Clinical Negligence Claim Time Limits
You must also begin your medical negligence claim within the limitation period set out in the Limitation Act 1980. This time limit is 3 years. These 3 years commence from either the date you experienced medical negligence or the date you became aware that you experienced medical negligence.
There are exceptions to this time limit, such as if the claimant is under 18 years old, or if the claimant lacks the mental capacity they need in order to make a claim for themselves.
If you have experienced a cervical cancer misdiagnosis and want more information about the eligibility requirements and the time limits, please contact an advisor on the number above.
According to the NHS, cervical cancer is a type of cancer that is found anywhere in the cervix which is part of the reproductive system. Macmillan Cancer Support states that cervical cancer can spread to different areas of the body, such as the lungs, bladder, or bowels.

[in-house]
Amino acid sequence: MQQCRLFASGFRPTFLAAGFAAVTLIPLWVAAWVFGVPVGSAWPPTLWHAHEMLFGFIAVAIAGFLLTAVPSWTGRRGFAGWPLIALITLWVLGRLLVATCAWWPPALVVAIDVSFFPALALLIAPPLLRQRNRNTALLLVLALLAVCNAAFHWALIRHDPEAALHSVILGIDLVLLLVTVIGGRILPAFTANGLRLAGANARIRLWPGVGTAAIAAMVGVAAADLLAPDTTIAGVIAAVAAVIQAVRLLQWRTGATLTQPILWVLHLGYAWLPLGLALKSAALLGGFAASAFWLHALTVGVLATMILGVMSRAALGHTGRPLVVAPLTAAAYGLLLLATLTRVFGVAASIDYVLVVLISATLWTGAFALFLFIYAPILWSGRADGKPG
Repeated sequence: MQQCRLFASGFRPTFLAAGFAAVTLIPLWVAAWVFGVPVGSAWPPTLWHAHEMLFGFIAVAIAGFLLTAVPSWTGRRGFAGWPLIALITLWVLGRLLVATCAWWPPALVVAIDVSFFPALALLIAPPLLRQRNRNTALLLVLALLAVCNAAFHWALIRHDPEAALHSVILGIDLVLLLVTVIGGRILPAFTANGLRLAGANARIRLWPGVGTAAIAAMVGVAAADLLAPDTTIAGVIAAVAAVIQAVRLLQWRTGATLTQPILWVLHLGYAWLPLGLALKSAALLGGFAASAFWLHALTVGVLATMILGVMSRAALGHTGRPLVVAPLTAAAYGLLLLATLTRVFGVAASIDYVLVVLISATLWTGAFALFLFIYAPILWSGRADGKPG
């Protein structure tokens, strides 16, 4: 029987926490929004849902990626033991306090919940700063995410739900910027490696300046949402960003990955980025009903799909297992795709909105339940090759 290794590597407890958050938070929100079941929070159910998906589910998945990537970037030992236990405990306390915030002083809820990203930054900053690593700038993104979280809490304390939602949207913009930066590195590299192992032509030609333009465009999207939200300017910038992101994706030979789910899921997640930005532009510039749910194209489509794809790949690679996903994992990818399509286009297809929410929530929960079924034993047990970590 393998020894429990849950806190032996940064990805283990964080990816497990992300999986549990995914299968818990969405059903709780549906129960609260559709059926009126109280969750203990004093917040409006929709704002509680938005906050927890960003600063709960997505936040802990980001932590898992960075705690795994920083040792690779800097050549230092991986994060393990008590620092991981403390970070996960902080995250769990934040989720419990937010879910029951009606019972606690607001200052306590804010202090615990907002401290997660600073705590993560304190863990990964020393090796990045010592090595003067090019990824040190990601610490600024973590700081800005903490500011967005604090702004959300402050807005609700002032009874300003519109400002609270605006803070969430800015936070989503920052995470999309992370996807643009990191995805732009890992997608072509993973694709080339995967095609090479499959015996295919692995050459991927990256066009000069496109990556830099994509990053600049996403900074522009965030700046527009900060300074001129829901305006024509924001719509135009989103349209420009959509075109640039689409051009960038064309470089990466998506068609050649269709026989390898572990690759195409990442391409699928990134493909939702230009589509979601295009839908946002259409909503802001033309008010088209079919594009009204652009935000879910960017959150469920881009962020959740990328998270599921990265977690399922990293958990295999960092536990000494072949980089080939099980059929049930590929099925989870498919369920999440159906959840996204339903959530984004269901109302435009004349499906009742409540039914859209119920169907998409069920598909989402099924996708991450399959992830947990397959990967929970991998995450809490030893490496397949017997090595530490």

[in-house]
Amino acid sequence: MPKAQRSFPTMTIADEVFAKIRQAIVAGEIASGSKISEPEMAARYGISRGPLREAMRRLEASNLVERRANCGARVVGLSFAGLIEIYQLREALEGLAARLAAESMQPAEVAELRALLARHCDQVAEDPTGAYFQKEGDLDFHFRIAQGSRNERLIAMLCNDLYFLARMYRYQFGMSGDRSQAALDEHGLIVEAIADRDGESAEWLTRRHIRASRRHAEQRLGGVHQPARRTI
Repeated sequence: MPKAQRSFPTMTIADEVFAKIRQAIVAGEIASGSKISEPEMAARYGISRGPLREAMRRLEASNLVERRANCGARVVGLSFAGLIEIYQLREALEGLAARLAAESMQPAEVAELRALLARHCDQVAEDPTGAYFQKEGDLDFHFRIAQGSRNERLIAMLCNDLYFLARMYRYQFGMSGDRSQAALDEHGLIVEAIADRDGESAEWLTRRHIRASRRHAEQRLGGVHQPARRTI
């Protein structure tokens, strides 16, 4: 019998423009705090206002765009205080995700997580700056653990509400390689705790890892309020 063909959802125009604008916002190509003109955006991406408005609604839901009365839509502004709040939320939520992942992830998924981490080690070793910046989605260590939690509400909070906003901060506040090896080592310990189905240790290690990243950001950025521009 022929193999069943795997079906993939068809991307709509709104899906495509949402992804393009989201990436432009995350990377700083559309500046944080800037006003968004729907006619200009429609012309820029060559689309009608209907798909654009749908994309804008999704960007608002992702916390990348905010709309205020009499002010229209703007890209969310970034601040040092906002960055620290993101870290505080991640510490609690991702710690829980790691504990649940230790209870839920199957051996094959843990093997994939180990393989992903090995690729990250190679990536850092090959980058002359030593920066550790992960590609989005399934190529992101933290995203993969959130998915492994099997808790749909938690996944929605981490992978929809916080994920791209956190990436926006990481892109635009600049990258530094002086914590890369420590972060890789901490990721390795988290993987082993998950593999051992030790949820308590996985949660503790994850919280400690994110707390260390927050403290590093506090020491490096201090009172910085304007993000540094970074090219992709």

There are several reasons why a cervical cancer misdiagnosis might happen and different impacts this could have. For example:
- After attending a a cervical screening, the test results show you have abnormal cells in your cervix. However, you are not referred for further tests and are instead diagnosed with a different condition. As a result, the cancer spreads to the bladder and bowels and you require more invasive treatment.
- The admin team in a hospital may have mixed up your test results with another patient’s. As a result of hospital negligence, you receive the incorrect diagnosis and the wrong treatment.
- A doctor fails to listen to the patient’s concerns and symptoms and doesn’t refer them for any tests. Due to GP negligence, your condition goes undiagnosed resulting in the cancer spreading to the lungs.
It may not always be possible to claim for a cervical cancer misdiagnosis. You must prove that a medical professional failed to provide care that met the correct standard and you suffered avoidable harm as a result.
To discuss your specific case and find out whether you have valid grounds to pursue medical negligence compensation, call our team on the number above.